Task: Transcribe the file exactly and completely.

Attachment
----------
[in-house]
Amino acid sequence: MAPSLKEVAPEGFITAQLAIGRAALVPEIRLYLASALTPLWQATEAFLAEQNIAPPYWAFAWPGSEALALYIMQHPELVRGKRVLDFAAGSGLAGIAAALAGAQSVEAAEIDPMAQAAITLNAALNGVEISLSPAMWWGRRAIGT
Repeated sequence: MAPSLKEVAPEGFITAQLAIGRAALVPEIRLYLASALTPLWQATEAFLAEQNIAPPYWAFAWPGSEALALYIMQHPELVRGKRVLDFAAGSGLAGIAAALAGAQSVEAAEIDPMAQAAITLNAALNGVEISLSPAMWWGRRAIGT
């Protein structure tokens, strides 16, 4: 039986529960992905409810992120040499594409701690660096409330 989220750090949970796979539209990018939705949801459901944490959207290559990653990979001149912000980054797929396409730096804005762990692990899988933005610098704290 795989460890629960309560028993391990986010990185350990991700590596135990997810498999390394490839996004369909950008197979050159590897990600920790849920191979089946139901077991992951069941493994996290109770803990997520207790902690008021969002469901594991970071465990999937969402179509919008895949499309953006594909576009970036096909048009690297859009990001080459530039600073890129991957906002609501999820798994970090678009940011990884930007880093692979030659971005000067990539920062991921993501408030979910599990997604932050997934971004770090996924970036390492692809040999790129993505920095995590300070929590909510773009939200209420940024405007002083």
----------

[in-house]
Amino acid sequence: MAPSLKEVAPEGFITAQLAIGRAALVPEIRLYLASALTPLWQATEAFLAEQNIAPPYWAFAWPGSEALALYIMQHPELVRGKRVLDFAAGSGLAGIAAALAGAQSVEAAEIDPMAQAAITLNAALNGVEISLSPAMWWGRRAIGT
Repeated sequence: MAPSLKEVAPEGFITAQLAIGRAALVPEIRLYLASALTPLWQATEAFLAEQNIAPPYWAFAWPGSEALALYIMQHPELVRGKRVLDFAAGSGLAGIAAALAGAQSVEAAEIDPMAQAAITLNAALNGVEISLSPAMWWGRRAIGT
């Protein structure tokens, strides 16, 4: 039986529960992905409810992120040499594409701690660096409330 989220750090949970796979539209990018939705949801459901944490959207290559990653990979001149912000980054797929396409730096804005762990692990899988933005610098704290 795989460890629960309560028993391990986010990185350990991700590596135990997810498999390394490839996004369909950008197979050159590897990600920790849920191979089946139901077991992951069941493994996290109770803990997520207790902690008021969002469901594991970071465990999937969402179509919008895949499309953006594909576009970036096909048009690297859009990001080459530039600073890129991957906002609501999820798994970090678009940011990884930007880093692979030659971005000067990539920062991921993501408030979910599990997604932050997934971004770090996924970036390492692809040999790129993505920095995590300070929590909510773009939200209420940024405007002083």